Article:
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History of Berkshire Pigs

About the Breed

Berkshires are very good natured, known as the lady’s pig.  Like all pigs they will forage and root when kept outside.  There are two types, there are traditional types that vary in size (they will follow their parents' size to some extent) and some bigger, faster growing modern strains.  You can see all types in a typical County show ring.

The black coat makes them resistant to sunburn and the fat makes them very hardy.

The breed originated in the Thames Valley, possibly around Wantage, circa 1790. It began as a large tawny red pig spotted with black. The ears were inclined to be pendulous, the body long and thick, with short legs and plenty of bone. These pigs were larger and coarser than today’s Berkshire. Their colour varied from black to sandy red; they were also sometimes spotted and had variable white patches. By the early 1800's the breed had become lighter in the head and ears, shorter and more compact with less bone. Lord Barrington was thought to be largely responsible for the improvement c 1825, when introducing Chinese or East Asian blood to the breed. This resulted in the development of the Berkshire we are familiar with today. This is a smaller animal, black in colour, with prick ears, white socks, white tip to tail and flash on face.

During the 19th century the breed became very popular, enjoying patronage from the aristocracy, including Queen Victoria. During 1823 the first Berkshire was exported to the USA.  Its popularity was reflected in the show ring as by 1877, Smithfield offered separate Berkshire classes and during the last 17 years of the 19th century, the breed produced 12 Smithfield champions, including pigs exhibited by members of the Royal Family.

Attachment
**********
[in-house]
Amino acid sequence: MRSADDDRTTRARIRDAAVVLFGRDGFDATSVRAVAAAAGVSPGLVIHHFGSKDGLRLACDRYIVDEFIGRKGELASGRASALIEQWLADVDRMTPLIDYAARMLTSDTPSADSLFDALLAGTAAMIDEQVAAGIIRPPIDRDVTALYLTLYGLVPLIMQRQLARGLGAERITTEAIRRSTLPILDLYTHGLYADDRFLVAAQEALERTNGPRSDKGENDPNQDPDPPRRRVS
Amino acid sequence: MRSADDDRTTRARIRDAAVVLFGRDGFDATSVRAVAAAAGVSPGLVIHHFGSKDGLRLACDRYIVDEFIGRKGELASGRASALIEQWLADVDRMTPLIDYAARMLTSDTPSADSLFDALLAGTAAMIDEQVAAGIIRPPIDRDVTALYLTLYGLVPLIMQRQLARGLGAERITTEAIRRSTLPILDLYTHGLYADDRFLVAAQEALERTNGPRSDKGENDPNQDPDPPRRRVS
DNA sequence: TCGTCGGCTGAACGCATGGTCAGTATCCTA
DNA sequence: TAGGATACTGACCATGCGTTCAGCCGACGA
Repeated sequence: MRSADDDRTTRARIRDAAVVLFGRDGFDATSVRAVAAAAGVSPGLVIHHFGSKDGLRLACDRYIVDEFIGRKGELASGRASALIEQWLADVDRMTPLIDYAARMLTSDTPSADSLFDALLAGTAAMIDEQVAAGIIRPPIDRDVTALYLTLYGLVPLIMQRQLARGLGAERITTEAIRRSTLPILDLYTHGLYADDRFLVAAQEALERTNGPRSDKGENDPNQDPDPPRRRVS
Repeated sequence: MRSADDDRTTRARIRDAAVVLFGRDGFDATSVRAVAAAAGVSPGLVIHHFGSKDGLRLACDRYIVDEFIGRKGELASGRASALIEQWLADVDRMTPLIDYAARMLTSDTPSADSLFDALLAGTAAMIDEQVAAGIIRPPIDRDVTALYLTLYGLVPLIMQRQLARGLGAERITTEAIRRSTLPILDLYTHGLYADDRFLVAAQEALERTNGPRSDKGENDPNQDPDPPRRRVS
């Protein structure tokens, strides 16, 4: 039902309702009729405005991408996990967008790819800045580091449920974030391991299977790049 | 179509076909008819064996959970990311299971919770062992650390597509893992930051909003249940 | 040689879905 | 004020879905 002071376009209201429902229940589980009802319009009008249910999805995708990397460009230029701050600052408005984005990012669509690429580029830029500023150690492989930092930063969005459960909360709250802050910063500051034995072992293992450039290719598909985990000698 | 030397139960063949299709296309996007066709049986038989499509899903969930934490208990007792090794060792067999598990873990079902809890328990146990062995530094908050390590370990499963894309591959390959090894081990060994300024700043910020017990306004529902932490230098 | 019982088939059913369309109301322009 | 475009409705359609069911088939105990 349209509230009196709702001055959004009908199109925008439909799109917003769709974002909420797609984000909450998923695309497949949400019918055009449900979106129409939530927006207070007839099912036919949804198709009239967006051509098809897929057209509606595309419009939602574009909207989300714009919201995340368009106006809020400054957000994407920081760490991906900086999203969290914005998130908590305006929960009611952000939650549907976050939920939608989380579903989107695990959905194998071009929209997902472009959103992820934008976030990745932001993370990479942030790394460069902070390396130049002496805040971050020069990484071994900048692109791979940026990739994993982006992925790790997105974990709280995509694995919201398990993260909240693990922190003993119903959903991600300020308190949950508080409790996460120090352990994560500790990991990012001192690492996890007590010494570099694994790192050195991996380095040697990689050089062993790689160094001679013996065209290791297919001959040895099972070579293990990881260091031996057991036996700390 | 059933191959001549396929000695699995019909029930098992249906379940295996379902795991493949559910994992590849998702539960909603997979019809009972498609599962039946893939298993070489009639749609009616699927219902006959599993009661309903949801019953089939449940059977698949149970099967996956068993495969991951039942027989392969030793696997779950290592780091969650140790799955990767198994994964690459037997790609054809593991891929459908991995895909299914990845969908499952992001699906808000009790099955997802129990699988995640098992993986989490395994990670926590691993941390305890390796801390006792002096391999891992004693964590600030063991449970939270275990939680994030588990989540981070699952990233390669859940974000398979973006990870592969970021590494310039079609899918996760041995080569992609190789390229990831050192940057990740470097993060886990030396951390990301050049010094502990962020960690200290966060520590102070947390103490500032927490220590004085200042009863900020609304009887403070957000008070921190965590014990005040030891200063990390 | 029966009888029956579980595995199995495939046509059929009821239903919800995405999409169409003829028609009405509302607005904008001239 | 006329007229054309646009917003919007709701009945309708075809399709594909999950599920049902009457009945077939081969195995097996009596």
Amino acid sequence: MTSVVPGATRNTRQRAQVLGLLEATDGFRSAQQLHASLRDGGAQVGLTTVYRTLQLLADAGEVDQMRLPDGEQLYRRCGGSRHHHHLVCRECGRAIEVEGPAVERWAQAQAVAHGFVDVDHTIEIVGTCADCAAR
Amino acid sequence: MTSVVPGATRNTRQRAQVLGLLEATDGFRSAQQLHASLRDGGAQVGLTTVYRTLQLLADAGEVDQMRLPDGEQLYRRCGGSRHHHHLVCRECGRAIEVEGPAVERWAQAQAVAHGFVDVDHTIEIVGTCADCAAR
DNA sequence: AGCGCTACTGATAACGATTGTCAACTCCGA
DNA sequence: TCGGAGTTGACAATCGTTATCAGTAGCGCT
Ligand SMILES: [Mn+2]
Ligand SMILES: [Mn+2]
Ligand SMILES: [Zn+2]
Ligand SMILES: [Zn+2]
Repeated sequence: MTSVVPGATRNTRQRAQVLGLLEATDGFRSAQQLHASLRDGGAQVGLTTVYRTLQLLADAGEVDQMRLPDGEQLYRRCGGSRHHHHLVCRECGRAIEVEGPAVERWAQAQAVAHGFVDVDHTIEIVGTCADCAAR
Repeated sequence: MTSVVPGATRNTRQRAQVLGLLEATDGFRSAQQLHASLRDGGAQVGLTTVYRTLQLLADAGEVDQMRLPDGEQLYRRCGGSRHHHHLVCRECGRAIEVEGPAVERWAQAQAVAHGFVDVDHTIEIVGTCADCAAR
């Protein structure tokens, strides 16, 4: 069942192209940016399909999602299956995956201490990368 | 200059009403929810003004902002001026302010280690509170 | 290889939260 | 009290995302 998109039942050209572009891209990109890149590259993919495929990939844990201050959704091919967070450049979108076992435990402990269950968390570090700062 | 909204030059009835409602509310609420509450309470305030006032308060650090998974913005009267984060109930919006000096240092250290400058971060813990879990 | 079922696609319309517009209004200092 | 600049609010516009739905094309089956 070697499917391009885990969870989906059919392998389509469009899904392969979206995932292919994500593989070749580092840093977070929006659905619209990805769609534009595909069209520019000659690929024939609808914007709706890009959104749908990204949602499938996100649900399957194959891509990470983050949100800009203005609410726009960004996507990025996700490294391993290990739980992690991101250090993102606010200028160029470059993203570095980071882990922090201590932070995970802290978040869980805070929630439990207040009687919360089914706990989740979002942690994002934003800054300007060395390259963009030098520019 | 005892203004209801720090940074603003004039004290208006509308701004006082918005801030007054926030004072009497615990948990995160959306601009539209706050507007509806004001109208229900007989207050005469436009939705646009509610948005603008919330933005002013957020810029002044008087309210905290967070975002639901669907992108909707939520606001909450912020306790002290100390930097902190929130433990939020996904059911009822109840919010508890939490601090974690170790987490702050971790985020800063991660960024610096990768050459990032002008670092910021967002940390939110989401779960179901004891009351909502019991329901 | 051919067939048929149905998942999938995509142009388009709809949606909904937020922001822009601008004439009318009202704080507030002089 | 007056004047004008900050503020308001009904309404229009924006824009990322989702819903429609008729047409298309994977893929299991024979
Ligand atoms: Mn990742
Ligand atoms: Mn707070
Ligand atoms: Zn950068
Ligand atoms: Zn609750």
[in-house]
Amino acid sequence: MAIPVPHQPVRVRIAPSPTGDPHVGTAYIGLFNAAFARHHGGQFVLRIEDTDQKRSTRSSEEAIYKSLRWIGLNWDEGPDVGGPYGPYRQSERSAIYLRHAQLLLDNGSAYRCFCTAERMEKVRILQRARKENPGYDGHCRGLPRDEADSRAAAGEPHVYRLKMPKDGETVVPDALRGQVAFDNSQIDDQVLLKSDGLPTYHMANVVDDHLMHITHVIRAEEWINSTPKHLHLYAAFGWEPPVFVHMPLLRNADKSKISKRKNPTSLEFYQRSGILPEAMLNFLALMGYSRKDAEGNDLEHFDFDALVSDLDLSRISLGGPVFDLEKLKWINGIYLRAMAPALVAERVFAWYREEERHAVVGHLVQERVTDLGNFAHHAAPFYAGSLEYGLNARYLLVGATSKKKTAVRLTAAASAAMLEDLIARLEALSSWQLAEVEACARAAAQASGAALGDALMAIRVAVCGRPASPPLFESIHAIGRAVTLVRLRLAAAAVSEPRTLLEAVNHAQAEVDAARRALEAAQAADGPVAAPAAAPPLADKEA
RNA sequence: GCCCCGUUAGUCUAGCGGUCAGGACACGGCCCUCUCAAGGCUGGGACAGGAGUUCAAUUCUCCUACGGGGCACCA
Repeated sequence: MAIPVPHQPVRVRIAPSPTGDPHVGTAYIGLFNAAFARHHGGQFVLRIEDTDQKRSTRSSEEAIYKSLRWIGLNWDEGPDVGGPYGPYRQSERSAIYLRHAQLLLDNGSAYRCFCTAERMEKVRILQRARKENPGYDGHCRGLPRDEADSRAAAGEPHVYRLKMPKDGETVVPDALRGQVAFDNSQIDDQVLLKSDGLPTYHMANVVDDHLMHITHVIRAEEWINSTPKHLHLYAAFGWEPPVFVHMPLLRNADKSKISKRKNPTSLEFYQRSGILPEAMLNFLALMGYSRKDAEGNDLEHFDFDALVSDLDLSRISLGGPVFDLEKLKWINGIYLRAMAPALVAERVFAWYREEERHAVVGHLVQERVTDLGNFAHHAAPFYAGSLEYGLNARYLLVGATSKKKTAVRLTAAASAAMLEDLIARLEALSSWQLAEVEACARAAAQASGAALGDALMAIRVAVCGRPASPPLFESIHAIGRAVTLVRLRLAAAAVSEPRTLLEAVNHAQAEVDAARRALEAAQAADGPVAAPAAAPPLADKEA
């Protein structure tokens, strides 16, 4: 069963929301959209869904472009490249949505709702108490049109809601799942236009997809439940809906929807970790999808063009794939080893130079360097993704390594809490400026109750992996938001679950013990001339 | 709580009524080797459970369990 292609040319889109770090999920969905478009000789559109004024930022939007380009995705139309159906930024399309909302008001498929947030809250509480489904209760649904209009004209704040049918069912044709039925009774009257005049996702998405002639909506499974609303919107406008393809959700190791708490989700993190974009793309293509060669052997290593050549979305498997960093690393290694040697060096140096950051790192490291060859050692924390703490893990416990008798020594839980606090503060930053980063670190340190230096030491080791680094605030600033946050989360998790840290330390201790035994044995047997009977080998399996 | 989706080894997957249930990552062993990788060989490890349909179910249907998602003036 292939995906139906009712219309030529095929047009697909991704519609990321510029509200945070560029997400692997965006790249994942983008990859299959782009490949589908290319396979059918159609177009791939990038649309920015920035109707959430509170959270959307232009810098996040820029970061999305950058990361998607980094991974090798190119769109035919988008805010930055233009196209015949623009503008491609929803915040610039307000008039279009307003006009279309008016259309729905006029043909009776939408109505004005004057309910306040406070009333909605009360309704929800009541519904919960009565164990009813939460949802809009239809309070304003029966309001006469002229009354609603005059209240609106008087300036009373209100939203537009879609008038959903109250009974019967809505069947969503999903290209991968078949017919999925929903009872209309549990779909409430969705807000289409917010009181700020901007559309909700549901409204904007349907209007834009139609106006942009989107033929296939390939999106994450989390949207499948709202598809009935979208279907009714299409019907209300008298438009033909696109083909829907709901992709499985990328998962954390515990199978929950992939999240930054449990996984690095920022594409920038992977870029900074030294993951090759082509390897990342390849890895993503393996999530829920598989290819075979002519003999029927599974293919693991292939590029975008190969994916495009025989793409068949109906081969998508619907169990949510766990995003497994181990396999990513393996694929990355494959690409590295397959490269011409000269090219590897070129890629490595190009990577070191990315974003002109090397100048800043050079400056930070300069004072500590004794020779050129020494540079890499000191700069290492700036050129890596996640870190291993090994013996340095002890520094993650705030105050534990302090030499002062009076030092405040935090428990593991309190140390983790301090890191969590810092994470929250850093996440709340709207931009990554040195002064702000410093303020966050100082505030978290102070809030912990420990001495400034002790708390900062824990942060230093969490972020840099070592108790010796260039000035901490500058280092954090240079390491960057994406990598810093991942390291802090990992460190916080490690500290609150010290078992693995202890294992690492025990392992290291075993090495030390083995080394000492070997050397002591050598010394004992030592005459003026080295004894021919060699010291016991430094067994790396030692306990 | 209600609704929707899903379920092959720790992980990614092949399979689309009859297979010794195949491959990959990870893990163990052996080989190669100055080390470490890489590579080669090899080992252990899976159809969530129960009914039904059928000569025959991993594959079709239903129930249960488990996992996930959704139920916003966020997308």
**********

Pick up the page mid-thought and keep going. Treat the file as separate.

In the 1900's, the decline in numbers of Berkshire pigs kept resulted in the near extinction of the breed in this country. With the introduction of new blood from Australia, New Zealand and the USA, the breed has made great progress in recent years both numerically and in carcass quality.

Although primarily black in colour, the Berkshire dresses out completely white and has a high proportion of lean meat to fat. The flesh is fine in texture and has a distinct flavour. The Berkshire is early finishing which means the ideal carcass is around 36-45kgs (80-100lbs).

As a crossing breed the Berkshire will suit any program whether used as the sire or the dam. When mated to a white breed the resulting progeny will be white and will inherit the Berkshire's naturally strong constitution and ability to withstand extremes in temperature and the easy level of feeding associated with the breed.

Several breeders have developed their own specialised markets for Berkshire pig meat and Berkshire breeding stock are also in demand overseas – especially in Japan – where the breed is very popular and is marketed as Black Pork at a premium price. Japanese buyers still consider Berkshires from Britain to have the best taste and flavour.

There have been six boars imported over the past fifty years from Australia and New Zealand. Semen has also been sourced from USA. These importations of new blood - all descended from the original English Berkshire – as well as grading up three female lines has helped broaden the breed’s genetic base. Today, there are seven male and nine female bloodlines available to breeders.

The Berkshire is a productive, placid breed who is a heavy milker and will lose little flesh whilst rearing her litter. Our breed enjoys and ongoing successful export trade particularly to the Far East, where Berkshire pork is marketed as a rare delicacy. Try some!